One way to conduct a usability test is to have some of the intended audience test it out to see if the website meets their needs and the purpose(s) it was designed for. Usability tests can take different forms, and the form of the test is often determined by the nature of the work that has been developed. One method would be to develop a set of questions (probably in the 6-12 range) that you can then give to 3-6 people (or more if possible) to test out the website. Some of you have specific clients that will be part of your user test group, while others of you can ask classmates to help you out. As you develop questions, think about the purposes of the website and ask questions that will show you know whether or not the website achieves those purposes. Some areas you may want to cover include:

  • effectiveness of the site (can readers get what they need/is information presented clearly/is it clear how to get where you need to go to get info or to accomplish some task)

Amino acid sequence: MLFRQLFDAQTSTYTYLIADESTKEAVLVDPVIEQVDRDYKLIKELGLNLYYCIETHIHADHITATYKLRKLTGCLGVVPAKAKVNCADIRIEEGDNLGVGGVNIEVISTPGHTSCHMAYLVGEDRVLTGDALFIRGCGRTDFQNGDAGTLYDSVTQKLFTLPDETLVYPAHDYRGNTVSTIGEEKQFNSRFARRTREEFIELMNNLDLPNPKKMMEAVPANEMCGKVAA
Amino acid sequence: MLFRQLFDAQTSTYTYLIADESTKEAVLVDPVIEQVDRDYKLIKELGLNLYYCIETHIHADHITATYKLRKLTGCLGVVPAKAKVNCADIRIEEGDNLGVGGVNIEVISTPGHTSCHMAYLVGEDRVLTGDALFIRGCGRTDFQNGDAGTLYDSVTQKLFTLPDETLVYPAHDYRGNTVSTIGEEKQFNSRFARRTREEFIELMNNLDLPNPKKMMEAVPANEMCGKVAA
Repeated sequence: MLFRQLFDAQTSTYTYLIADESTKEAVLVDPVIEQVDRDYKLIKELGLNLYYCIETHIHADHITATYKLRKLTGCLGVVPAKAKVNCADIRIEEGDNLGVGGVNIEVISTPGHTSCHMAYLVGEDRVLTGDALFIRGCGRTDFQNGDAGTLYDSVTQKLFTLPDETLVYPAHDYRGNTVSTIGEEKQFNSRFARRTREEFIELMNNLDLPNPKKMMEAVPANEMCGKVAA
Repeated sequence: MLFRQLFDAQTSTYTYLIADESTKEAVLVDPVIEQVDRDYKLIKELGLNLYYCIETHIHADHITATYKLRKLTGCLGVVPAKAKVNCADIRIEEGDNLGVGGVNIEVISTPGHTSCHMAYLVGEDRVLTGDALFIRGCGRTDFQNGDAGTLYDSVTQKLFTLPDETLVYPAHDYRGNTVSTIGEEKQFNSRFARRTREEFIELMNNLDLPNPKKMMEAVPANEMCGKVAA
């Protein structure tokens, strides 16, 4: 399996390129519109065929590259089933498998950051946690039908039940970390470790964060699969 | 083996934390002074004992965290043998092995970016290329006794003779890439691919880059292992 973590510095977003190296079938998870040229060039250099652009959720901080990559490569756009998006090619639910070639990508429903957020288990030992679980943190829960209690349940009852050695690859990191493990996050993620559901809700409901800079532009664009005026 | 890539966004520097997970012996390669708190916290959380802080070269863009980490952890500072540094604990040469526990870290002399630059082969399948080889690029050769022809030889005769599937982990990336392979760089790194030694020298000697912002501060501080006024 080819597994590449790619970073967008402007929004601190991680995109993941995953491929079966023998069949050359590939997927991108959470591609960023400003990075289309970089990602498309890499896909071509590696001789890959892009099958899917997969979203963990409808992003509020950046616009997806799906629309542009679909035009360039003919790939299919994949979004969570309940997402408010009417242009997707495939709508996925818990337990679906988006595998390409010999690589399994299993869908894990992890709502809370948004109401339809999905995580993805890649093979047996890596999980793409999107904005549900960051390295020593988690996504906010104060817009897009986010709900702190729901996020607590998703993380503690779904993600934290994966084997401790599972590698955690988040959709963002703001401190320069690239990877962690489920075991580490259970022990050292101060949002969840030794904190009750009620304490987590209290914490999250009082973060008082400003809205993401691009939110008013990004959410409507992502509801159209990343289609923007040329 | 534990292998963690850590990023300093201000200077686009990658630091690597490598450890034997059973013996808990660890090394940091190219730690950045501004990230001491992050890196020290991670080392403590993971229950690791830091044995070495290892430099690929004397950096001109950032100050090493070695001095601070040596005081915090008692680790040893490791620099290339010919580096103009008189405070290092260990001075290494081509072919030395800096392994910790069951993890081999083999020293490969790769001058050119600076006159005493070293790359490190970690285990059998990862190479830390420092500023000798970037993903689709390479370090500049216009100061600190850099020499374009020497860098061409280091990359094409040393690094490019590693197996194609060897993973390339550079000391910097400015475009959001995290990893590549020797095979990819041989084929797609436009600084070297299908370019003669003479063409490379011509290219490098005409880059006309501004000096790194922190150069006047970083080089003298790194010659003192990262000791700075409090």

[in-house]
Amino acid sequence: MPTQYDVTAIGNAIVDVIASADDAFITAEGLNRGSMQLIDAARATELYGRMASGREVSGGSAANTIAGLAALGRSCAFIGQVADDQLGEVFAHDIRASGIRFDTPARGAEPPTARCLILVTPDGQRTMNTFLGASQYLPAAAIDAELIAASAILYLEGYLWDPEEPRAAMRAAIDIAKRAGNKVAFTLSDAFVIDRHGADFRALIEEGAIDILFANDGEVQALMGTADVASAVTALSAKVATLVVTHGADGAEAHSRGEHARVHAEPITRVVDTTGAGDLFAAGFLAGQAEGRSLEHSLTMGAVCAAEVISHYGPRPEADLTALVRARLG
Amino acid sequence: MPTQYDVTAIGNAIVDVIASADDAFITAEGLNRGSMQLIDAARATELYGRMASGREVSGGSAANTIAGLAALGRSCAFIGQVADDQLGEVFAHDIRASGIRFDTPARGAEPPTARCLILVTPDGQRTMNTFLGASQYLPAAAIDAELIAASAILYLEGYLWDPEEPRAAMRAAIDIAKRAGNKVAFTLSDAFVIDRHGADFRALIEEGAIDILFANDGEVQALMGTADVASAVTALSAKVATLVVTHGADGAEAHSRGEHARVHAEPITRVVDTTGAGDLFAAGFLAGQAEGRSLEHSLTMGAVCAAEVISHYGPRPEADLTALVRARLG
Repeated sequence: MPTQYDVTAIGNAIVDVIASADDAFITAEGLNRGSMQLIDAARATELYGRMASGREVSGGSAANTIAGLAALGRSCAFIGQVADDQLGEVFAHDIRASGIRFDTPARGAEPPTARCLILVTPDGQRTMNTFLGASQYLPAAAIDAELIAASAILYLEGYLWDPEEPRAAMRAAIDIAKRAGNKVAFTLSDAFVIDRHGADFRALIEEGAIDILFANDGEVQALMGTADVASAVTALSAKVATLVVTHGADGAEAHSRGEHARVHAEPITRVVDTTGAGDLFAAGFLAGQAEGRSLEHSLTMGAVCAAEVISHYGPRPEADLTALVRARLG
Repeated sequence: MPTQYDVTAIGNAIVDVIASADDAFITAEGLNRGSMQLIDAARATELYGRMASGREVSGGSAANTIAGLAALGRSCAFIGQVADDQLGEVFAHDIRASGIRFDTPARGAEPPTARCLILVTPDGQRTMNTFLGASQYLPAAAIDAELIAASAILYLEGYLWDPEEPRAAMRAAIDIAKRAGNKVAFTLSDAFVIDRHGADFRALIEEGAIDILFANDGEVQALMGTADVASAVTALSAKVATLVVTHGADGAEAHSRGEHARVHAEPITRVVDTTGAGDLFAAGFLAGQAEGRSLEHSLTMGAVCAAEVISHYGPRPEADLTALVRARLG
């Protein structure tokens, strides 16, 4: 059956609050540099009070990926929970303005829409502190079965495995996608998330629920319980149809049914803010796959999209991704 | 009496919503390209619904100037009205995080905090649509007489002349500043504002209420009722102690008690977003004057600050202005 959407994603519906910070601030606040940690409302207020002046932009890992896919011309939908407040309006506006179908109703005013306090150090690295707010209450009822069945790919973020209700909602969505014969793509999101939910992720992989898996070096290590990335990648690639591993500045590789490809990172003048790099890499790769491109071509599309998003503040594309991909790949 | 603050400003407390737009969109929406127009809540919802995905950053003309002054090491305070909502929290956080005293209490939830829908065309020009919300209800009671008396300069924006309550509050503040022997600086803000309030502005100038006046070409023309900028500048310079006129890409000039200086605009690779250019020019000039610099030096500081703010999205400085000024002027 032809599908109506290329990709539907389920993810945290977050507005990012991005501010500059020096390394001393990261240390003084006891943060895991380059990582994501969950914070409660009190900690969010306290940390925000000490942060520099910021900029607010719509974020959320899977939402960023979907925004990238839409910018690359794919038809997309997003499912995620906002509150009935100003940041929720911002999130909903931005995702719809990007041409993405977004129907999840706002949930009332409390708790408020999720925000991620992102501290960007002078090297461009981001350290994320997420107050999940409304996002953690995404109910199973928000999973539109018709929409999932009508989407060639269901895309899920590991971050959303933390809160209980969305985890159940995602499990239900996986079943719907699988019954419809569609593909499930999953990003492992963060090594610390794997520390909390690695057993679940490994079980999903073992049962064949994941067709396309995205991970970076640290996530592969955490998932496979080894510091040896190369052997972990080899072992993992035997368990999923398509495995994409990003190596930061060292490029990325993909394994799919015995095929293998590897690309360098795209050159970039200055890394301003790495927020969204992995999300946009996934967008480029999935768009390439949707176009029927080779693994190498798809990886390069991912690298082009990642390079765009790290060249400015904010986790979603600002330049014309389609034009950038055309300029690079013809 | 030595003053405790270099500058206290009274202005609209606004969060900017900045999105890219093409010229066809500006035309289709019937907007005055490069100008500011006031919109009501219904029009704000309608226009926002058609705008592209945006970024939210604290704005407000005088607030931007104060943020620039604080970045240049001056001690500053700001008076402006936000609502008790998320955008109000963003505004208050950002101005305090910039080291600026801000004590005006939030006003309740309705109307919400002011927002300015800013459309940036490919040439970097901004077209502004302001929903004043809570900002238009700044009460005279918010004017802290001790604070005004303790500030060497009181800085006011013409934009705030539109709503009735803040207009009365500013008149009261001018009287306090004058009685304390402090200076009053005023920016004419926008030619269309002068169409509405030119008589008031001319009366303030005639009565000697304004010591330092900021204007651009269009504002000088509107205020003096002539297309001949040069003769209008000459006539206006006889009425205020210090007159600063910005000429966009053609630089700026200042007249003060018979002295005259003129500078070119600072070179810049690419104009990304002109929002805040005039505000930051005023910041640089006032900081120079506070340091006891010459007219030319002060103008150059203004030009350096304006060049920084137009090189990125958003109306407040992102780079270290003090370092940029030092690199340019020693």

• overall design (tone, color, layout)
  • programming bugs (non-working links, graphics that don't show up, slow to load)
  • errors (spelling, grammar)

These are just suggestions, so feel free to add other areas.

For an example, see http://falcon.tamucc.edu/~wiki/student/student.php/MichaelCarlisle/UsabilityTest. Notice what makes these good examples is that they are specific to the project and the needs of the specific audiences and purposes for the projects.

Here are examples of usability questions:

  • Stacy and Laurel's usability questions:

Questions

  • Wes and Sal's

Optimist Club Usability Test

More related links: